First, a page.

Tape flashing and sealants around HVAC unit inadequate to prevent water intrusion Screws on left HVAC nailing flange loose with no sealant; EPDM roof material at section joint above HVAC delaminated and allowing water ingress Arrows indicate approximate location of EPDM delamination from flashing on all connection seams of building where water HAS breached structure and caused interior damage (office) Flashing details above doors holding water and require construction sealant at wall intersection in order to function properly
Wall Deficiencies #1-Before Remediation
Photo #1.1- Note silicone at flashing/wall intersection necessary in order to prevent water ingress at junction.
1.2- Note silicone at separation joint on vertical panels in an attempt to prevent water infiltration into the building envelope.
1.3- Clear silicone caulk was applied between overlap joints on vertical panels in an attempt to prevent water ingress.
1.4- Caulk was applied on window headers (tops) but omitted on jambs (sides) leaving entry points for water.
1.5- Nailing flange fasteners on HVAC attachments into siding system inadequately sealed to prevent water intrusion.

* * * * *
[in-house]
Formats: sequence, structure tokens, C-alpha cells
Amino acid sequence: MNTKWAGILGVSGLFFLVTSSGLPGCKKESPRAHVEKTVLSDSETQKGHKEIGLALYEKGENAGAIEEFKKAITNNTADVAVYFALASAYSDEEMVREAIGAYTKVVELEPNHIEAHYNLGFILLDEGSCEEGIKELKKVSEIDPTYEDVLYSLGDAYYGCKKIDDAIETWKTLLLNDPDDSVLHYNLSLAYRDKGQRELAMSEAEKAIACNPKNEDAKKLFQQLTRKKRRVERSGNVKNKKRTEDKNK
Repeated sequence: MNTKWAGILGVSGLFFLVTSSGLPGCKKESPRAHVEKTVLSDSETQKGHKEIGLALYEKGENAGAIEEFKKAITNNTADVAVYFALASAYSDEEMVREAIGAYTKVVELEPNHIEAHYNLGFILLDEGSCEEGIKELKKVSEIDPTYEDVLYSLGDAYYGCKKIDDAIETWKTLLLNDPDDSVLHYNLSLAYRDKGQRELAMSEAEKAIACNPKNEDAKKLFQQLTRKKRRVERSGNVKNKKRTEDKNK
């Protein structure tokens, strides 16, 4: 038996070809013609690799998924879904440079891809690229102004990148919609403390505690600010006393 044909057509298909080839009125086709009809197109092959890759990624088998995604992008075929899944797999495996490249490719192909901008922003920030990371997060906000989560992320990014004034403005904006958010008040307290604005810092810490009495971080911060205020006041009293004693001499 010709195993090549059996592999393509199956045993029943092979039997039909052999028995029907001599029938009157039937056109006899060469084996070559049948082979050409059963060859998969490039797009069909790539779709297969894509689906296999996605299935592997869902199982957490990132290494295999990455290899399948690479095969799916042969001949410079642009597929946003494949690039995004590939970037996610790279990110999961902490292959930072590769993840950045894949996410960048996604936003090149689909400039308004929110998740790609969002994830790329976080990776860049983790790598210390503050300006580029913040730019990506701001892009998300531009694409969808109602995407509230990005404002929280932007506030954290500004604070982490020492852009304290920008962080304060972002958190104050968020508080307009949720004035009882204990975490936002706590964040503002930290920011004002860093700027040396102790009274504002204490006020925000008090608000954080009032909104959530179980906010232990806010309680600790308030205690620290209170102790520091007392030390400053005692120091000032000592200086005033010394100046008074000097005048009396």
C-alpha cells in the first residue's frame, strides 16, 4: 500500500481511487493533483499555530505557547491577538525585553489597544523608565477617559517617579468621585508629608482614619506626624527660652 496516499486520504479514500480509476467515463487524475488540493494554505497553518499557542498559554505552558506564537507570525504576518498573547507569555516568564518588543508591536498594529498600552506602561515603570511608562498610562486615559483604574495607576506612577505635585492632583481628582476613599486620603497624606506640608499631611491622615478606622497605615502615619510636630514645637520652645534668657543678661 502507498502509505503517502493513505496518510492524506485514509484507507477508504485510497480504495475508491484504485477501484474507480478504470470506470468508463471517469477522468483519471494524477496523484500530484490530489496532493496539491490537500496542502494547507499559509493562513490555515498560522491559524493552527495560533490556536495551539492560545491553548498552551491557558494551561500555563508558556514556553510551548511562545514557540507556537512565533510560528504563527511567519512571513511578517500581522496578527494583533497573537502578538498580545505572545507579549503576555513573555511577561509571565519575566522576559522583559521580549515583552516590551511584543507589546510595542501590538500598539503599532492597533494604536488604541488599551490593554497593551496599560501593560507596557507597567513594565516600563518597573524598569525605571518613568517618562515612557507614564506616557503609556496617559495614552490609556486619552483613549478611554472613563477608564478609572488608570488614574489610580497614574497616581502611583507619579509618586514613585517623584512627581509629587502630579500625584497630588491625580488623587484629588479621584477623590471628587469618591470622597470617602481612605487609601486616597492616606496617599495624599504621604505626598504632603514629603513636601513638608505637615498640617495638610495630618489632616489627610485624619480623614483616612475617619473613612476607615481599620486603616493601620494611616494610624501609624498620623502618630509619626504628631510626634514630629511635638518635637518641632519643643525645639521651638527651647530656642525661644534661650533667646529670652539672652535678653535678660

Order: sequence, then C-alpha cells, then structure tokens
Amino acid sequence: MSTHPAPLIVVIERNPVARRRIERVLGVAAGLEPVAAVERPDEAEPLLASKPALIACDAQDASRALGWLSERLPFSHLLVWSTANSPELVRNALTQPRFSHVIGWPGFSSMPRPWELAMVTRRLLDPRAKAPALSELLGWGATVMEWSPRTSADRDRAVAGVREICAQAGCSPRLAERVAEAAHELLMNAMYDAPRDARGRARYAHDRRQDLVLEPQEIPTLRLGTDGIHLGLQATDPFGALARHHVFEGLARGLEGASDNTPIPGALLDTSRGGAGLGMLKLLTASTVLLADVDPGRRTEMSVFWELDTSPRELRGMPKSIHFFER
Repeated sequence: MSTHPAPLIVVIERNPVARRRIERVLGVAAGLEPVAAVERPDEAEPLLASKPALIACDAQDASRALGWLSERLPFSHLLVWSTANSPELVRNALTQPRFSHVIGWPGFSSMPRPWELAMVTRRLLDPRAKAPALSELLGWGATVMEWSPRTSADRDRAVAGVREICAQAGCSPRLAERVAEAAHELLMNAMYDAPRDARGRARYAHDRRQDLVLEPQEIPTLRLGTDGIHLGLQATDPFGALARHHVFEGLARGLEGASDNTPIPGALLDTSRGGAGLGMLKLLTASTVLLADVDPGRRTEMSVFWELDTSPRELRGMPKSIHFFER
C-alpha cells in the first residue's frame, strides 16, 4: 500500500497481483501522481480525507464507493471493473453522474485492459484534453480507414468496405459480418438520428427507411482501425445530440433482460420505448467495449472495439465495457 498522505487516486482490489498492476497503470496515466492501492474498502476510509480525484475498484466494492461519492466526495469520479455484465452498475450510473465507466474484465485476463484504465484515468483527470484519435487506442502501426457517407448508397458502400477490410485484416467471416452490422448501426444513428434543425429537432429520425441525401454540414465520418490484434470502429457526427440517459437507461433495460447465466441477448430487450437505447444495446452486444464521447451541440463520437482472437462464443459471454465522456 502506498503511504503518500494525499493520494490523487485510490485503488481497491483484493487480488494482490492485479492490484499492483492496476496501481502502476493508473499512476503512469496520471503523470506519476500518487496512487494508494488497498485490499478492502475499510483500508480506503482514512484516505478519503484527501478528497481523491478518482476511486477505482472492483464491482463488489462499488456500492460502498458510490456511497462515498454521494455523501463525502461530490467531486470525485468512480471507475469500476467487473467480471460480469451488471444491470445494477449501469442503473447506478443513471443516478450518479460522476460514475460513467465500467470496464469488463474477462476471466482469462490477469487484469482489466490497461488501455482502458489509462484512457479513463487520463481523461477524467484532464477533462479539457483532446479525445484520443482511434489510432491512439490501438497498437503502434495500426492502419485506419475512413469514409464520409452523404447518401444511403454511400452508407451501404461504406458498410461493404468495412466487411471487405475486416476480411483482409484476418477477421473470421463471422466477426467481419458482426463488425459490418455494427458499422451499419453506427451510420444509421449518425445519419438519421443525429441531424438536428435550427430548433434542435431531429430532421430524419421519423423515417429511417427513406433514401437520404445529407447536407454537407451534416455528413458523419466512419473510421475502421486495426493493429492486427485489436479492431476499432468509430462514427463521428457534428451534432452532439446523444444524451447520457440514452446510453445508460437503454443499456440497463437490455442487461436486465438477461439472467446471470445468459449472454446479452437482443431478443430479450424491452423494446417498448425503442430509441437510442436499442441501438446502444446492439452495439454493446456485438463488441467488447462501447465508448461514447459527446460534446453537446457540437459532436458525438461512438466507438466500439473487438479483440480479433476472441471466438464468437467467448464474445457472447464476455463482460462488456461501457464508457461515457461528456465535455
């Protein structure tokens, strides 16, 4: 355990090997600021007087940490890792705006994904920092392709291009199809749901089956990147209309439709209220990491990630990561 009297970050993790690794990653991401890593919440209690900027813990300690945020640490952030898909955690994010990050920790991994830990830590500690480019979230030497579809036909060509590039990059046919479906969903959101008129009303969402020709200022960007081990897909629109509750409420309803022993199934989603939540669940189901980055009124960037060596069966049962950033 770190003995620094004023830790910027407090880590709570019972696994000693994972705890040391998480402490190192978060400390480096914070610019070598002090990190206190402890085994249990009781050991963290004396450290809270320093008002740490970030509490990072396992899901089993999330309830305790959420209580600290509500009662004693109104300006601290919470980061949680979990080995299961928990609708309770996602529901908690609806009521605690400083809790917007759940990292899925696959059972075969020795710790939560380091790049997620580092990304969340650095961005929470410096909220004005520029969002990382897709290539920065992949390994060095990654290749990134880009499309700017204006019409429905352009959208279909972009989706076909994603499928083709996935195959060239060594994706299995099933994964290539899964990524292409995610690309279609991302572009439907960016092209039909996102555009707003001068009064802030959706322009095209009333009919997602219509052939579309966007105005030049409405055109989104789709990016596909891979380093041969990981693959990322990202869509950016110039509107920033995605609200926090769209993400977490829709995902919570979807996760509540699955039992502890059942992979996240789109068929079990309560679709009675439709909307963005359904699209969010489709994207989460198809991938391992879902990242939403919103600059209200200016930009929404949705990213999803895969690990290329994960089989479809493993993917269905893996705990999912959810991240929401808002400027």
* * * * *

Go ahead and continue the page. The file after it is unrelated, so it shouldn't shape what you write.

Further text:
1.6- Horizontal overlap seam pieces are bowing away from wall where water can penetrate siding system.
Wall Deficiencies #2-After 1st Repair Attempt
2.1- Silicone sealant applied at vertical overlap on flashing under roof/wall intersection in effort to stop H2O ingress.
2.2- Contractor applied silicone caulk on gap at vertical overlap of panels in attempt to mitigate water infiltration
2.3- Note presence of silicone on left portion of photo and omission on right indicating haphazard installation technique.
2.4- Excessive accumulation of caulk material at the flashing apparatus attached to the top of doors.
2.5- Contractor attempted to stop water intrusion into the structure by excessively applying caulk on siding panel pieces.
2.6- Line indicates outside lip of flashing detail installed on top of doors which is holding instead of diverting water.
Roof Perspective-Before Remediation
3.1- Photo view of EPDM (Ethylene Propylene Diene Monomer) rubber roof system installed on surface space.
3.2 The connection joints of building sections on the roof system require an additional vinyl seam at intersections to conform with roofing and code specifications.
3.3- The EPDM roof covering is a single ply rubber material fully adhered to the underlying substrate. There is a slope in the center of the structure intended to prevent standing water.
3.4- EPDM manufacturers recommend a positive drainage of a minimum of 1/4" per foot to prevent standing water and subsequent accelerated system deterioration.